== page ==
Updated: Jul 9, 2021
At CCCN we value respect, collaboration and support. The following piece is intended to offer our values through informative content writing through our Summer Internship for the Professionals to Community Program and acknowledges that bonds with children can be created with any parent, family, guardian or primary caregiver in all family types.
Bonding with one’s baby is typically seen as a “mother’s task” or a gesture done by a female caregiver, but it is equally as important for the father figures in a child’s life to do the same. In reality, research shows the positive impact of building a healthy bond and attachment early on in a child's life with their father. This content is primarily focused on parents and caregivers who identify as the father figure in a child's life while acknowledging the diverse family structures today.
Bonding with their child may provoke engrossment which is when male figures feel an extreme sense of joy, begin to view their baby as “perfect,” and increase their sense of closeness and responsibility for their baby’s wellbeing (1). The time that a father figure may experience with their newborn also decreases their likeliness of postpartum depression: a challenge that fathers also commonly experience. After all, one in ten male caregivers experience postpartum depression (2). Connecting and establishing a relationship with the male figures that are in their lives is also important for the children. Their social, emotional, as well as cognitive development significantly depends on the bond or relationship of their primary caregiver (3). Obtaining this loving bond with their fatherly caregiver can increase the overall happiness and wellbeing of the child especially, in later years.
This loving and nurturing role can be seen as a great achievement for male figures, but sometimes the bond does not immediately click. It may take endless efforts to try and connect with their baby or experience engrossment for some fathers. A few ways to spark this love and feeling of responsibility for one’s baby include the following:
● Spend one on one time. Making sure to have individual, alone time will familiarize the child with their male caregiver. The baby will soon be comforted by their presence which creates an environment for bonding.
● Hold the baby. Whether it is simply holding the child or even having skin-to-skin time with the child, this physical contact will improve the relationship and overall closeness that the baby has with their father figure.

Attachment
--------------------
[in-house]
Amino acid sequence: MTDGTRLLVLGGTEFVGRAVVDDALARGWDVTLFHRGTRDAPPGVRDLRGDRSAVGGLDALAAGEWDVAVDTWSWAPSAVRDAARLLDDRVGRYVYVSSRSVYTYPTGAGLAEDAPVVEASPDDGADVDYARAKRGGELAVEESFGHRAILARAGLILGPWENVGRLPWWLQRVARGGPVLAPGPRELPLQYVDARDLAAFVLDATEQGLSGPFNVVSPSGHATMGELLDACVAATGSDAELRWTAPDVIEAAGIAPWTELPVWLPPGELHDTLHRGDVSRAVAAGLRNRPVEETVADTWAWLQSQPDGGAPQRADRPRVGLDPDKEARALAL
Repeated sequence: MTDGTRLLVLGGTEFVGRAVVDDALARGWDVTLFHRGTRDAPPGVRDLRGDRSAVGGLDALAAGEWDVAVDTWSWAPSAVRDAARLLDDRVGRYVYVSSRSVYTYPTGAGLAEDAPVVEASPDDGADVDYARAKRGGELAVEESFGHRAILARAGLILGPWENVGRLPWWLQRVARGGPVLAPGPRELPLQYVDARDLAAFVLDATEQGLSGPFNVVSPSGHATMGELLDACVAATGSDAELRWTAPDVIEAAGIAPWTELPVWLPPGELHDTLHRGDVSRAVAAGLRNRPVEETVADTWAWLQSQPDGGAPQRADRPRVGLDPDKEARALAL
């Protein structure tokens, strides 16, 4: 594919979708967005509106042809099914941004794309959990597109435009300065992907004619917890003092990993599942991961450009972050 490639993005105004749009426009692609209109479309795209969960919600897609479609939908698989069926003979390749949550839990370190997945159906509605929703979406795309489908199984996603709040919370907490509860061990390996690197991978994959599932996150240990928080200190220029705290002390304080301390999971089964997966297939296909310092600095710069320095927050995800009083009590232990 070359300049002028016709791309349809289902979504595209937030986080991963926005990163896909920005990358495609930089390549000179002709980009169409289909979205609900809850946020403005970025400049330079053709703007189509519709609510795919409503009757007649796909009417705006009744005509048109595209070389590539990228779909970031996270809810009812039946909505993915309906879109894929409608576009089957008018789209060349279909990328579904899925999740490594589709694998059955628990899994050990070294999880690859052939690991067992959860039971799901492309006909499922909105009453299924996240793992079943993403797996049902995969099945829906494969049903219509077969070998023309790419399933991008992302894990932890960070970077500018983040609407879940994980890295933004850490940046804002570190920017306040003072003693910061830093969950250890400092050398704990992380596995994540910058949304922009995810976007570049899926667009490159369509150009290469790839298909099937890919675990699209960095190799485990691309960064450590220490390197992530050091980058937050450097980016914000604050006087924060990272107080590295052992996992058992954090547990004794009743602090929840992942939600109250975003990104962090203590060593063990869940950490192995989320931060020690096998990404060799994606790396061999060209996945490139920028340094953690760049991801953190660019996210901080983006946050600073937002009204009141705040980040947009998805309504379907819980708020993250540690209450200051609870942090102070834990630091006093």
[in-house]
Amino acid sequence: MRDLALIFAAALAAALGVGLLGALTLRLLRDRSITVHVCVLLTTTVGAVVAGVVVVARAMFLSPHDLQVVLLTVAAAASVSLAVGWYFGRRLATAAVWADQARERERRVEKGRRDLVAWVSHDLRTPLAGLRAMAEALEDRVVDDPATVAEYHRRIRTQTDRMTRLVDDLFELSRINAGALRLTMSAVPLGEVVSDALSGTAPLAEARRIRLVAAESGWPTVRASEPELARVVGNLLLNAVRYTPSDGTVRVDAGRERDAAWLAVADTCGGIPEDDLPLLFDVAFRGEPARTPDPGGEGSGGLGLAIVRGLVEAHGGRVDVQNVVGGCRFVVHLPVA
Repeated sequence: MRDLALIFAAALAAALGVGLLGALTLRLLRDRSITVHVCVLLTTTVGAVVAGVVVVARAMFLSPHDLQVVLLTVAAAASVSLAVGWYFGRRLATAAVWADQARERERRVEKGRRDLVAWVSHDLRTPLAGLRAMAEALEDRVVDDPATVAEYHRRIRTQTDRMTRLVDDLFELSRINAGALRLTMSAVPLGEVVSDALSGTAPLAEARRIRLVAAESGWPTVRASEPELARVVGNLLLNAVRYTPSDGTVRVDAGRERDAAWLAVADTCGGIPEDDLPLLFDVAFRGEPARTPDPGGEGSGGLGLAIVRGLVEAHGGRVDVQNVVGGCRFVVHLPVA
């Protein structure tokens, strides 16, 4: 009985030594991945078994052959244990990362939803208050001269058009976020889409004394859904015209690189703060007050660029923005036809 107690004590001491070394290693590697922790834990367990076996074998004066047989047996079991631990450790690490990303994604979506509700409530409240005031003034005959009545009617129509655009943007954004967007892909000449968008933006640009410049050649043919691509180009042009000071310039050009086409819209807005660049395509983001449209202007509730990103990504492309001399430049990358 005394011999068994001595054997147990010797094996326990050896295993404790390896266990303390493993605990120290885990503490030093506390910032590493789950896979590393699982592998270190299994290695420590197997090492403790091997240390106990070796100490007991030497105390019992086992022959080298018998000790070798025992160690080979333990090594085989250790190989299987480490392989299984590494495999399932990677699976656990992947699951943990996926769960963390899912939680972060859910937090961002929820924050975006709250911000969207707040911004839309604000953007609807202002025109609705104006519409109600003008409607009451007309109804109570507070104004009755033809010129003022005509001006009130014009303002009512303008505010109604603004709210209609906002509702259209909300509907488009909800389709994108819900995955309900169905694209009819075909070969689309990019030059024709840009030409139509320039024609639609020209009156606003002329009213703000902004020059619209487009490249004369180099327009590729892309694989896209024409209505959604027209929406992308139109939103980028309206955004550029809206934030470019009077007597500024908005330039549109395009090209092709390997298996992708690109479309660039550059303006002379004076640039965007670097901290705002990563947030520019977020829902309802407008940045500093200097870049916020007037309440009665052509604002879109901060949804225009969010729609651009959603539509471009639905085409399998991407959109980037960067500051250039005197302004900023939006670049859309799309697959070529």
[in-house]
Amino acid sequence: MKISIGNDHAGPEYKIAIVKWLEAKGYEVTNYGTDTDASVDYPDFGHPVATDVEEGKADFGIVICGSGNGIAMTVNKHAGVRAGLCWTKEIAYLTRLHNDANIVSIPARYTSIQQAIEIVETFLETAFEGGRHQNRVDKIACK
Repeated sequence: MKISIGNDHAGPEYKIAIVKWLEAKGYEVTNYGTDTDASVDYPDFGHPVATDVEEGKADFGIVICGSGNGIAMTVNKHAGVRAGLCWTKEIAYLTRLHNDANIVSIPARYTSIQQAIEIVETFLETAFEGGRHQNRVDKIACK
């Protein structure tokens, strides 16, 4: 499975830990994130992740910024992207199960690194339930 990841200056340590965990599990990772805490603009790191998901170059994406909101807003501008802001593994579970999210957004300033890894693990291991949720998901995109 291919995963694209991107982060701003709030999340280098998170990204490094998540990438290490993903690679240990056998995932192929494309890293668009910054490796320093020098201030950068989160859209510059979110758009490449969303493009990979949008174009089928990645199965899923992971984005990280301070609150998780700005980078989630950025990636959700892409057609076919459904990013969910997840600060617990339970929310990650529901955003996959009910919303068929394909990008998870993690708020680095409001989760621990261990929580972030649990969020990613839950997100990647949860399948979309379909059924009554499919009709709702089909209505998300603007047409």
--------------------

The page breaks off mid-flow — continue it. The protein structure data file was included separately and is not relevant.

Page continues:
● Talk, sing, and tell stories. The child is filled with joy and new life, so make it fun! Feel free to bring out the best character, song, or fairytale one can think of. Communicating with the baby will make them more familiar with their male figure’s voice all while enjoying the entertainment they are providing.
The CCCN is also in contact with Baby Blossom which uses the Child'Space® Method to support and enhance parent-child interaction through touch and movement to create stronger bonding. Overall, bonding with a child is a journey that may come easy for some, or difficult for others. With time and effort, one can experience the beautiful bond between father figures and their children. You are not alone. If you feel you need more support or have any questions about how to bond with your baby, reach out to your care provider, pediatrician, a parent educator, support group, your partner, family, or friends.
Happy Father’s Day!
Julianna La Coco, Summer Intern 2021
1) Martin Greenberg and Norman Morris, Engrossment: The newborn's impact upon the father, American Journal of Orthopsychiatry, https://doi.org/10.1111/j.1939-0025. 1974.tb00906.x
2) Postpartum Mental Health Is A Men’s Issue, PostPartum Support International, https://www.postpartum.net/get-help/help-for-dads/
3) Robert Winston and Rebecca Chicot, The importance of early bonding on the long-term mental health and resilience of children, London Journal Primary Care, https://doi.org/10.1080/17571472.2015.1133012
Photo Credit: Jenny Garcia, Matrimony Media
Disclaimer: The opinions, beliefs, expressed by various authors on this blog do not necessarily reflect the opinions, beliefs, and viewpoints of Central Coast Childbirth Network, INC. Central Coast Childbirth Network, INC does not offer medical advice. The content on this blog is for informational purposes only. The author's opinions are based upon information they consider reliable, thus Central Coast Childbirth Network warrant its completeness or accuracy and it should not be relied upon as such.